Majority of the elderly do not have mental problems but a minority of them have problems regarding depression and dementia.
Approximately 18% of the population in UK are at pensionable age and this could increase to 20% by the year 2025. Society nowadays tends to think that mental health problems are a normal aspect of ageing. Majority of the elderly do not have mental health illnesses but a minority of them does:
• 25% of the elderly over the age of 85 will develop dementia
• 10-25% of the elderly over the age of 65 will experience depression
• 4-23% of the elderly would have alcohol problems.
Aside from experiencing dementia, the elderly can also experience emotional and psychological stress closely related to loneliness, isolation or loss of a loved one. These dilemmas are not taken into account by the medical or health care system.
Problems of the elderly
Dementia is the decline in a person’s mental ability. This disorder affects thinking, memory, concentration, solving, behaviour and perception. Most of the types of dementia, like Alzheimer’s disease, tend to get worse as time goes by or they are degenerative. There are other types of dementia, like vascular dementia, which are non-degenerative or do not get worse as time goes by.
For the people affected with dementia, they become easily confused, restless and perform repetitive actions. The patients can become irritable, agitated and tearful. This scenario is stressing for both the patient and his family. Because of the frustration patients feel about their condition, they can also develop depression, aggressive and improper sexual behaviour, disturbed sleep and incontinence.
There are one out of twenty people over the age of sixty-five who can develop dementia. When the elderly is over the age of eighty-five, there is a higher risk of developing dementia: one out of four elderly can develop the disorder. People who have been diagnosed with dementia before the age of sixty-five are very rare cases. This type of dementia is called pre-senile or early onset dementia.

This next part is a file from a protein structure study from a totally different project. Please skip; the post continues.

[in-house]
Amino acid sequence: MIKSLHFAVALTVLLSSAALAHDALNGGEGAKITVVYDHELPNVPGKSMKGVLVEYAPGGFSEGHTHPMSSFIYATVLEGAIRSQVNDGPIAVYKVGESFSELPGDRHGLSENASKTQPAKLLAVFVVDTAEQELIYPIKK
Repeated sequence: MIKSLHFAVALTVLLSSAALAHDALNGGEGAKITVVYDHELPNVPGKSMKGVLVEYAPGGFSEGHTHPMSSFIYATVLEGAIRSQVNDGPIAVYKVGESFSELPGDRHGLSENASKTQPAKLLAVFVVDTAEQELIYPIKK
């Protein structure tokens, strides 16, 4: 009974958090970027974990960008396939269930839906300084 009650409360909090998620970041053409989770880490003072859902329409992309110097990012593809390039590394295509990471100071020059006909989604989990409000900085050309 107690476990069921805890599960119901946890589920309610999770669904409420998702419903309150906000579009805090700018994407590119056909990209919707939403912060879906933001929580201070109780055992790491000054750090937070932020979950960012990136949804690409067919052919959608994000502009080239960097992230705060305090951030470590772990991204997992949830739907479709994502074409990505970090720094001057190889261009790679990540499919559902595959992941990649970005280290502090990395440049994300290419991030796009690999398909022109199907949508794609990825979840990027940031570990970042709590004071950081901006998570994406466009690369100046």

Causes of dementia
Dementia is caused by the death of the neurons or if there are damaged areas in the brain that is responsible for functioning and thought processes. Alzheimer’s disease is the most common form of dementia. How Alzheimer’s disease is triggered is not exactly known but scientists have suggested that ageing could be a risk factor. The multi-infarct or the vascular dementia is the next common type of dementia. This type caused by a series of strokes that are responsible in constricting the blood and oxygen flow to the brain.
Cure and preventive measures for dementia
Majority of the types of dementia do not have cures but there a lot of psychological therapies and anti-dementia medications that are effective in minimizing the symptoms in the early stage of dementia. It is essential that the patient should get proper evaluation of his cognitive function as early as necessary.
There are no known preventive measures for dementia but there are possible ways to try and lead healthy lifestyle to prevent the onset of dementia. Pursuing a healthy diet, regular exercise and taking in dietary supplements like Ginkgo biloba can ensure an ample supply of blood going to the brain. But before trying any medication always consult a doctor first. Fun activities like doing puzzles and crosswords can help stimulate the cognitive function of the brain as well.
People with depression display a variety of moods which can interfere with their everyday lives and normal activities. For those who have severe depression, they can experience symptoms like feeling down, losing interest in the activities they once liked, feeling guilty or being worthless.
Depression affects everyone regardless of age and culture but the elderly has a higher risk of developing it than anyone else. Approximately 10-15% of the elderly have depression symptoms and 40% of this figure lives in care homes. It should be noted elderly people do not become depressed just because they are getting older.